Review by Cortolio
"A Dragon Kick to the GTA Clone Trend"
Sleeping Dogs is the unofficial continuation of the True Crime series. It's the usual affair of playing an undercover cop during story missions, and having free reign to cause chaos when you're off duty. One could call this game a simple GTA clone and be done with it, however Sleeping Dogs has some fresh elements to go along with its open-world structure. IE lots of Kung-Fu fighting.
You play as Wei Shen an undercover detective who's tasked with climbing up the Triad ladder of hierarchy. Wei makes friends on both sides as he attempts to pinpoint drug kingpins and so forth. As far as stories go in this genre, Sleeping Dogs' is actually good. Though, all of the surprises and betrayals can be seen from a mile away, the voice acting is solid and cutscenes are quite watchable. Compared to the awful story in Just Cause 2, another Square-Enix title, this is a pleasant surprise.
Story length is around 13 hours, a little on the short side for an open-world game.
The shining aspect of this game is the kung-fu fighting system. It's similar to the recent Batman games, but features heavy attacks and grapples. Environmental finishes are plentiful during storyline encounters, and offer great variety. It's pretty rewarding to ram a dude's head into a guitar amp, or impale someone on a pallet of swordfish heads. Executing counters and combos elevates this game from simple button mashing and gives fighting a level of depth that almost makes it an entire game in itself.
As great as the fistfights are, the same cannot really be said about gunplay. It just feels a little tacked on, and was obviously not the focus during the game's development. The game does its best at the start to remind you that Guns are hard to come by in Hong Kong but the later missions are nevertheless spoiled with uninspired shootouts.
Compared to GTA IV, this game's driving is on the unrealistic side. This not a bad thing, though as driving in Sleeping Dogs feels tight, and oddly natural compared to other arcade style open-world games such as Saints Row. Big props have to be given to the devs for making motorbikes fun to drive. Another nice touch is that when a vehicle is blocked in on both sides, Wei will actually punch out the windshield and climb through it to get out. Shooting from a vehicle is smartly integrated into the control scheme, and is almost effortless.
The health system in this game works on a sort of slow replenishing system. Wei can also eat food, or guzzle energy drinks to gain bonuses used for fighting. Character customization is limited to buying new clothes and accessories. There is no vehicle customization, though buying vehicles and accessing them is the best I've seen so far in any GTA-style game. Future DLC will undoubtedly expand on some of these elements.
As far as diversions go there's: poker, street-races, cock fighting, karaoke, martial arts clubs, and plenty more. Getting 100% in this game is no easy feat as there are plenty of collectibles and side-events to be tackled.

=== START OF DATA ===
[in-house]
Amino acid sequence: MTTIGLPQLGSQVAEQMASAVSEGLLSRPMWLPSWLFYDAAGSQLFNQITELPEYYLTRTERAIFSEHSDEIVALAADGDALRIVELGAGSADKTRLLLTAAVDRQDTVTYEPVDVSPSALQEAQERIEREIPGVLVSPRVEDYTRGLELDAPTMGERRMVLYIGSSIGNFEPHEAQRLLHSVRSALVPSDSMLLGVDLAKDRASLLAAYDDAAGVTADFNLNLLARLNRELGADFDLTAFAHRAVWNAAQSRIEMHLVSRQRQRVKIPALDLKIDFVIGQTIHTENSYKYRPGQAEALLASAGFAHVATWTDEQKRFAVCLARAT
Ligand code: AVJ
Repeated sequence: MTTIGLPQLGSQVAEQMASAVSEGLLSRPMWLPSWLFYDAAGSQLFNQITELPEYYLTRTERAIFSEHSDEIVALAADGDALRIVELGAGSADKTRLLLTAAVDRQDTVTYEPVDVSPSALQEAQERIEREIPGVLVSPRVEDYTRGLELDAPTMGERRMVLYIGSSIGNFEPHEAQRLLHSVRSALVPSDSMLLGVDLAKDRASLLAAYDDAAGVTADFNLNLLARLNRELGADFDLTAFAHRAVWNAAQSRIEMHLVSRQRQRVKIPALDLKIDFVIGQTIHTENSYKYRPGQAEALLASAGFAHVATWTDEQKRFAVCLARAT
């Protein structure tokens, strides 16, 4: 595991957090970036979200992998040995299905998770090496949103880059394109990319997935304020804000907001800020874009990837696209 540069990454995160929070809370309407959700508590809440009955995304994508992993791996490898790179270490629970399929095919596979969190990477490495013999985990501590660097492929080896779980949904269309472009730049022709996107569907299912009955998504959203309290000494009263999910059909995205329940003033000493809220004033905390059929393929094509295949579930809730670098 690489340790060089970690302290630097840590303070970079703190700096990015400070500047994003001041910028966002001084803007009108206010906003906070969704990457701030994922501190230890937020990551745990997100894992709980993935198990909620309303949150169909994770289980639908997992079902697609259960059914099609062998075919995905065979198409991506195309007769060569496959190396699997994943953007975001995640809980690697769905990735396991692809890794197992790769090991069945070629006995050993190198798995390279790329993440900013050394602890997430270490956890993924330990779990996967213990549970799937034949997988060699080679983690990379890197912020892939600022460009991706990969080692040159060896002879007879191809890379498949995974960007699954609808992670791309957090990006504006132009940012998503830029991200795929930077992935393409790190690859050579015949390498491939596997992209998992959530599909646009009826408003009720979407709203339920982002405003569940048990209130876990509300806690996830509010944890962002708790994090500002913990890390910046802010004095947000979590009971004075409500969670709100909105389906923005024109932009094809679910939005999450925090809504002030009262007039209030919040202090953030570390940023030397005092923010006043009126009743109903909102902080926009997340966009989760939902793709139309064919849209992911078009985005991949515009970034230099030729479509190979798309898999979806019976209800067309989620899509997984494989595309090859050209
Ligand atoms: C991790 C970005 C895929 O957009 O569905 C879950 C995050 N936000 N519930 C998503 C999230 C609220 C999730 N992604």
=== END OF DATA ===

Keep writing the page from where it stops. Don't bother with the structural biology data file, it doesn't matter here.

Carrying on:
Nothing abysmal, but certainly nothing of noteworthiness either. Character models are bland, and even Wei Shen doesn't stand out. Vehicle models are good, but don't sport the level of detail found in GTA. Also the name of the car you've just jacked doesn't show up anywhere on the screen. That should be a staple in this genre by now!
It's disappointing that the devs didn't do a better job bringing Hong-Kong to life, as there aren't really any memorable landmarks or locations to visit. This makes navigating around town listless and a bit of a chore.
The radio stations in this game are bad. There are some Cantonese stations, but they're only listenable for about a second. All of the other stations are lame, with nothing compared to the humor found in GTA titles.
Ambient music is what you'd expect from a game set in Asia. There's not really much to be said there unfortunately. Gun sounds are unrealistic. The game's only SMG sounds like somebody dangling a chain rhythmically. Vehicle sounds are mixed low, and even sports cars don't sound powerful.
As mentioned before, the voice-acting is solid and definitely the saving grace in this department. Emma Stone and Lucy Lui are instantly recognizable in the cast of characters. It's too bad the script the actors had to work with wasn't a little bit better.
None besides leaderboards thank god!
Difficulty: Just Right
Some missions are laughably easy, however non-story related events can be a bit challenging.
Sleeping Dogs is a welcome and to some extent innovative addition to the open-world action/adventure genre. Sporting great gameplay and voice acting it is a definite buy for those interested in causing chaos and giving pedestrians an unsolicited lesson on how to receive a flying kick to the face.
Reviewer's Score: 8/10 | Originally Posted: 10/02/12
Game Release: Sleeping Dogs (US, 08/14/12)
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